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The Two-Way
11:10 am
Tue May 13, 2014

With Just Hours To Go, Federal Court Halts Texas Execution

A Texas judge halted the planned execution of Robert Campbell, saying his lawyers could not fairly prepare an ineligibility claim because the state had not provided them with relevant information. Campbell is mentally disabled.
Texas Dept. of Criminal Justice AP

Originally published on Wed May 14, 2014 1:21 pm

Update at 4:57 p.m. ET. Federal Court Halts Execution:

With just hours to go, a federal court has halted the execution of Texas inmate Robert Campbell.

The execution would have been the first since Oklahoma botched one in April.

The ruling has nothing to do with the drug shortage that's dominated the narrative over the death penalty in the country. Instead, Campbell's lawyers argued that the state knew that Campbell was intellectually disabled but did not let his defense team know that.

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All Songs Considered
11:03 am
Tue May 13, 2014

Bob Dylan Covers A Classic Tune

Courtesy of the artist

A new Bob Dylan recording popped up on his site just now. You have to go there to hear it — it's a version of the classic 1945 song, "Full Moon and Empty Arms." The tune is written by Buddy Kaye — known for writing hits for Sinatra, Ella and Elvis — and Ted Mossman, and based on Sergei Rachmaninoff's Piano Concerto No. 2.

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All Songs Considered
11:03 am
Tue May 13, 2014

Song Premiere: Naomi Shelton And The Gospel Queens, 'Sinner'

Jacob Blickenstaff Courtesy of the artist

Originally published on Thu May 15, 2014 10:18 am

In 1963, Alabama was culturally closer to Brooklyn than it is now. The Great Migration of African-Americans out of the South created enclaves in cities all over the country, and the Civil Rights movement trained the eyes of the North on cities like Birmingham. Alabama native Naomi Shelton came to Brooklyn that year with the gospel in her heart and soul music turning her head. She found a place to sing, a bar on Flatbush Avenue, and a musical partner in keyboardist Cliff Driver. Flatbush Avenue rang out with the sound of her Southern blend of grace and grit.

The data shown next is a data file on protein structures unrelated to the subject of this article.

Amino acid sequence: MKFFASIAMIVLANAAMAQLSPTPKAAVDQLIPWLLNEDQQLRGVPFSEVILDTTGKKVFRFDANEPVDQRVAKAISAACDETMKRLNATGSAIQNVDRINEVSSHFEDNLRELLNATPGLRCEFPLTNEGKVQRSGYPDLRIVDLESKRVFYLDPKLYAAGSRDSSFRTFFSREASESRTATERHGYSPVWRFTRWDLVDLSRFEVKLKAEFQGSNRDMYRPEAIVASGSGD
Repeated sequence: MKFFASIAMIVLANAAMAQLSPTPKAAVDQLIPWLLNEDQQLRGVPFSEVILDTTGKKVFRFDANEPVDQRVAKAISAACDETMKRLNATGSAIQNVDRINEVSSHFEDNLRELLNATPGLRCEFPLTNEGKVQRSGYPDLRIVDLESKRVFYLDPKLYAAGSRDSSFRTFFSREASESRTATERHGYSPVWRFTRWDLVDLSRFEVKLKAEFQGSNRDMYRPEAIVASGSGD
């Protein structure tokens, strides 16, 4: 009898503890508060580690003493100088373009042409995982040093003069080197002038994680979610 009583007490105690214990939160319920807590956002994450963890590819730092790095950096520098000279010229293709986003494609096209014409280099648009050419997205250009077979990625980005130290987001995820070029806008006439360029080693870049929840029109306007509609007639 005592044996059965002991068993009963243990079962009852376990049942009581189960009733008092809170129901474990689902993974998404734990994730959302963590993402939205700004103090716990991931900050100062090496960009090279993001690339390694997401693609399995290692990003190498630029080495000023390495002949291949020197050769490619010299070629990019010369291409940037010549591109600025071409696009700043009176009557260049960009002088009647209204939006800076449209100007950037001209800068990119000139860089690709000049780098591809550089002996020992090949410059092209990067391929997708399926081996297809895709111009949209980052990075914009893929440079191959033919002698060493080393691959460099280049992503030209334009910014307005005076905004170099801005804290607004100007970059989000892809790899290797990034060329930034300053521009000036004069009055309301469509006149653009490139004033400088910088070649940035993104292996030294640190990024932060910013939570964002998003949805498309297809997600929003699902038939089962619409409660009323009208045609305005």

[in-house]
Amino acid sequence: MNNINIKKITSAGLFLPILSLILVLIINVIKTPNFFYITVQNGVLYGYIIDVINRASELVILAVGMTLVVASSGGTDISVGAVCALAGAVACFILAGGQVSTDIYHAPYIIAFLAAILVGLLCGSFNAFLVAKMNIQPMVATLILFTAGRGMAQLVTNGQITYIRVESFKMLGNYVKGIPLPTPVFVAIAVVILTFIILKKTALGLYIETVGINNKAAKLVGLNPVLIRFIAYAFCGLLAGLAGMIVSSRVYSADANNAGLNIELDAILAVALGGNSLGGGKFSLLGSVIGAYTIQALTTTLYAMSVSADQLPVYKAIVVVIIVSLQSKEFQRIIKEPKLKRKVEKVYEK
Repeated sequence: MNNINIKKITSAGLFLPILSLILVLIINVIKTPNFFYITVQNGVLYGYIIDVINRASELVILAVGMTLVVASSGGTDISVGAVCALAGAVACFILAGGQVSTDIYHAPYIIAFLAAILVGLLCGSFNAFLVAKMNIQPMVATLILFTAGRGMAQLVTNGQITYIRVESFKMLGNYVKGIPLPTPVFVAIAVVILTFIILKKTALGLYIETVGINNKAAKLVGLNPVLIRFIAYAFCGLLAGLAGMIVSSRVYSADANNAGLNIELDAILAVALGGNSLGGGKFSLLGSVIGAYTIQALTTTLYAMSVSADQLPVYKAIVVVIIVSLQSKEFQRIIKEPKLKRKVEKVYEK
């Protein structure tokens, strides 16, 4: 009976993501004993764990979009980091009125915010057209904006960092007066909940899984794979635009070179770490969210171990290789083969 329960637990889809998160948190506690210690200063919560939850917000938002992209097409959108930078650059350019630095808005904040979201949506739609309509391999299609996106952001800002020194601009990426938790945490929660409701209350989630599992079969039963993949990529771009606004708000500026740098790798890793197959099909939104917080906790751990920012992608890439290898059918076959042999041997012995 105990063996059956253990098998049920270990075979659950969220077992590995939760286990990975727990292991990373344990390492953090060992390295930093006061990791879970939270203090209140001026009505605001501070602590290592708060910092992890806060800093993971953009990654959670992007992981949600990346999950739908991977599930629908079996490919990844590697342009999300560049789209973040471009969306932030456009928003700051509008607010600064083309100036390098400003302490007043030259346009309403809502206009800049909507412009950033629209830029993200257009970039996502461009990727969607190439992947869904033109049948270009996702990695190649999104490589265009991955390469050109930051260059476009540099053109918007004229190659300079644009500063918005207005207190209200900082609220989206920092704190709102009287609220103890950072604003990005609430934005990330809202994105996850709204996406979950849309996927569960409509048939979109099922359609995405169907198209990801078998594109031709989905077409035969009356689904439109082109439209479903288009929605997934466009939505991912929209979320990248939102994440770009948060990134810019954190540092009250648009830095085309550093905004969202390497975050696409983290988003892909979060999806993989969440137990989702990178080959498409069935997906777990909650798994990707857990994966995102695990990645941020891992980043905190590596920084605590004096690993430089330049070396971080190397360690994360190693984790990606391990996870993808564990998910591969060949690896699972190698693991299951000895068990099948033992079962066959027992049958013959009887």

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Deceptive Cadence
11:00 am
Tue May 13, 2014

Anonymous 4: Breaking Up Is Hard To Do (But They're Doing It)

The vocal ensemble Anonymous 4 will disband after the 2015-16 concert season.
Dario Acosta

Originally published on Wed May 14, 2014 12:01 pm

In 1986, four women gathered in a casual setting to sing through a bit of medieval chant. Little did they know they were launching Anonymous 4, an a cappella ensemble that has spanned nearly 30 years, 20 albums, countless concerts and more than a millenium of music.

Today the group announced that the 2015-16 season will be its last together. But this isn't the first time Anonymous 4 has thought about calling it quits. The group bid a similar farewell in 2004.

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The Salt
10:06 am
Tue May 13, 2014

Resveratrol May Not Be The Elixir In Red Wine And Chocolate

There are more than three dozen polyphenols in red wine that could be beneficial. But resveratrol may not have much influence on our health.
iStockphoto

Originally published on Tue May 13, 2014 3:28 pm

If you've come to treat that daily glass of wine as your fountain of youth, it may be time to reconsider.